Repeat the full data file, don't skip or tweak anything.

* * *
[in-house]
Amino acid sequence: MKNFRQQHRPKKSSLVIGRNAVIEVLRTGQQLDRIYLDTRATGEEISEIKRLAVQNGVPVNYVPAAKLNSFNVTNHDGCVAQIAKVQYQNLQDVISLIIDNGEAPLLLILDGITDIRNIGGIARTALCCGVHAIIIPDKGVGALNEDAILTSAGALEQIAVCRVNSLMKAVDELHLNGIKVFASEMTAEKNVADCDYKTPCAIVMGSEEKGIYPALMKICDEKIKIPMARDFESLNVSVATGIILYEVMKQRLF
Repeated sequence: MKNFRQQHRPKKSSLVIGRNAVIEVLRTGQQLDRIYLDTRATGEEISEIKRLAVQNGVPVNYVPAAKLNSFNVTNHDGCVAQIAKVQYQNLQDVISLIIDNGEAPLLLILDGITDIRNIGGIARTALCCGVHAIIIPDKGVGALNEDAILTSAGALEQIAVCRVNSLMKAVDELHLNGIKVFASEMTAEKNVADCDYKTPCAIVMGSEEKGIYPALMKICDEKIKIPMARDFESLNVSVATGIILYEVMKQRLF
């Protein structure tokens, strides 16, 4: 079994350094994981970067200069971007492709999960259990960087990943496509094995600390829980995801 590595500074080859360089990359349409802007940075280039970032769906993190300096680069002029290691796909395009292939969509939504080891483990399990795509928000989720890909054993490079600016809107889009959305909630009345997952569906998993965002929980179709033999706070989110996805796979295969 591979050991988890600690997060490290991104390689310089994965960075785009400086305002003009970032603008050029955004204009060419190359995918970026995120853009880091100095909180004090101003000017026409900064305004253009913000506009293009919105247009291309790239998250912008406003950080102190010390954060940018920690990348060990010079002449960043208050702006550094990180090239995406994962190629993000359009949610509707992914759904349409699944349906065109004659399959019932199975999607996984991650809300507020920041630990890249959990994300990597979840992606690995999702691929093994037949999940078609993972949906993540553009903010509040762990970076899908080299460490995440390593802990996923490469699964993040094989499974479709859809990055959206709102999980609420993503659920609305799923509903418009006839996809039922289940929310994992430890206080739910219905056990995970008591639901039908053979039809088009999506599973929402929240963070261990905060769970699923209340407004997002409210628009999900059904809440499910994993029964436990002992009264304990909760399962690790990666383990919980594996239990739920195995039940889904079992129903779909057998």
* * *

[in-house]
Amino acid sequence: MKNFRQQHRPKKSSLVIGRNAVIEVLRTGQQLDRIYLDTRATGEEISEIKRLAVQNGVPVNYVPAAKLNSFNVTNHDGCVAQIAKVQYQNLQDVISLIIDNGEAPLLLILDGITDIRNIGGIARTALCCGVHAIIIPDKGVGALNEDAILTSAGALEQIAVCRVNSLMKAVDELHLNGIKVFASEMTAEKNVADCDYKTPCAIVMGSEEKGIYPALMKICDEKIKIPMARDFESLNVSVATGIILYEVMKQRLF
Repeated sequence: MKNFRQQHRPKKSSLVIGRNAVIEVLRTGQQLDRIYLDTRATGEEISEIKRLAVQNGVPVNYVPAAKLNSFNVTNHDGCVAQIAKVQYQNLQDVISLIIDNGEAPLLLILDGITDIRNIGGIARTALCCGVHAIIIPDKGVGALNEDAILTSAGALEQIAVCRVNSLMKAVDELHLNGIKVFASEMTAEKNVADCDYKTPCAIVMGSEEKGIYPALMKICDEKIKIPMARDFESLNVSVATGIILYEVMKQRLF
């Protein structure tokens, strides 16, 4: 079994350094994981970067200069971007492709999960259990960087990943496509094995600390829980995801 590595500074080859360089990359349409802007940075280039970032769906993190300096680069002029290691796909395009292939969509939504080891483990399990795509928000989720890909054993490079600016809107889009959305909630009345997952569906998993965002929980179709033999706070989110996805796979295969 591979050991988890600690997060490290991104390689310089994965960075785009400086305002003009970032603008050029955004204009060419190359995918970026995120853009880091100095909180004090101003000017026409900064305004253009913000506009293009919105247009291309790239998250912008406003950080102190010390954060940018920690990348060990010079002449960043208050702006550094990180090239995406994962190629993000359009949610509707992914759904349409699944349906065109004659399959019932199975999607996984991650809300507020920041630990890249959990994300990597979840992606690995999702691929093994037949999940078609993972949906993540553009903010509040762990970076899908080299460490995440390593802990996923490469699964993040094989499974479709859809990055959206709102999980609420993503659920609305799923509903418009006839996809039922289940929310994992430890206080739910219905056990995970008591639901039908053979039809088009999506599973929402929240963070261990905060769970699923209340407004997002409210628009999900059904809440499910994993029964436990002992009264304990909760399962690790990666383990919980594996239990739920195995039940889904079992129903779909057998």